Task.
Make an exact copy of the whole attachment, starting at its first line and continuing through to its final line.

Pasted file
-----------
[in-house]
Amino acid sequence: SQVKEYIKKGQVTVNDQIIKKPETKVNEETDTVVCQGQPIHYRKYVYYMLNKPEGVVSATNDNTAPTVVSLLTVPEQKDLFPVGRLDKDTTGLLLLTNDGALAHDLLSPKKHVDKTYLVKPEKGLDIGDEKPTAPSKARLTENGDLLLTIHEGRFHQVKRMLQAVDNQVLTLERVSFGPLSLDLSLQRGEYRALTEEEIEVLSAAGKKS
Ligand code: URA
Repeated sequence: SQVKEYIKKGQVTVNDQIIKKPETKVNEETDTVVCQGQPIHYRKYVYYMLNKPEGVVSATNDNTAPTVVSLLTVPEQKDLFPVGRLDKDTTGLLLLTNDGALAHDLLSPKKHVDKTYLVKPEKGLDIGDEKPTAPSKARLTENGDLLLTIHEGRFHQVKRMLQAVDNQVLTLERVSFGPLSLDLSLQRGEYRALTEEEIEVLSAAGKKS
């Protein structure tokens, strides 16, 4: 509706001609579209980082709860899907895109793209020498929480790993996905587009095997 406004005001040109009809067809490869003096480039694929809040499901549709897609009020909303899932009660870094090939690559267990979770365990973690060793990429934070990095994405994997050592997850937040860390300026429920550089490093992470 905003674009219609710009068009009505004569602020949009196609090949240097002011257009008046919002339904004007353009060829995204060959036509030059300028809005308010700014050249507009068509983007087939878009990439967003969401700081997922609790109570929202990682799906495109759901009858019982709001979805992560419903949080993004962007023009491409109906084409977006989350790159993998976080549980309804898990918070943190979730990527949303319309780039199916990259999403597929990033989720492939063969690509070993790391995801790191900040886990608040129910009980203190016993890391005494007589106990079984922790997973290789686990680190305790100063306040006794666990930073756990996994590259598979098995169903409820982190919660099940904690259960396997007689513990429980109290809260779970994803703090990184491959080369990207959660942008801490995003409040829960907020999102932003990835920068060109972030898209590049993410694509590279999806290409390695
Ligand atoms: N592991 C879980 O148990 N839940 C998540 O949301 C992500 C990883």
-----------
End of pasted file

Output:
[in-house]
Amino acid sequence: SQVKEYIKKGQVTVNDQIIKKPETKVNEETDTVVCQGQPIHYRKYVYYMLNKPEGVVSATNDNTAPTVVSLLTVPEQKDLFPVGRLDKDTTGLLLLTNDGALAHDLLSPKKHVDKTYLVKPEKGLDIGDEKPTAPSKARLTENGDLLLTIHEGRFHQVKRMLQAVDNQVLTLERVSFGPLSLDLSLQRGEYRALTEEEIEVLSAAGKKS
Ligand code: URA
Repeated sequence: SQVKEYIKKGQVTVNDQIIKKPETKVNEETDTVVCQGQPIHYRKYVYYMLNKPEGVVSATNDNTAPTVVSLLTVPEQKDLFPVGRLDKDTTGLLLLTNDGALAHDLLSPKKHVDKTYLVKPEKGLDIGDEKPTAPSKARLTENGDLLLTIHEGRFHQVKRMLQAVDNQVLTLERVSFGPLSLDLSLQRGEYRALTEEEIEVLSAAGKKS
């Protein structure tokens, strides 16, 4: 509706001609579209980082709860899907895109793209020498929480790993996905587009095997 406004005001040109009809067809490869003096480039694929809040499901549709897609009020909303899932009660870094090939690559267990979770365990973690060793990429934070990095994405994997050592997850937040860390300026429920550089490093992470 905003674009219609710009068009009505004569602020949009196609090949240097002011257009008046919002339904004007353009060829995204060959036509030059300028809005308010700014050249507009068509983007087939878009990439967003969401700081997922609790109570929202990682799906495109759901009858019982709001979805992560419903949080993004962007023009491409109906084409977006989350790159993998976080549980309804898990918070943190979730990527949303319309780039199916990259999403597929990033989720492939063969690509070993790391995801790191900040886990608040129910009980203190016993890391005494007589106990079984922790997973290789686990680190305790100063306040006794666990930073756990996994590259598979098995169903409820982190919660099940904690259960396997007689513990429980109290809260779970994803703090990184491959080369990207959660942008801490995003409040829960907020999102932003990835920068060109972030898209590049993410694509590279999806290409390695
Ligand atoms: N592991 C879980 O148990 N839940 C998540 O949301 C992500 C990883």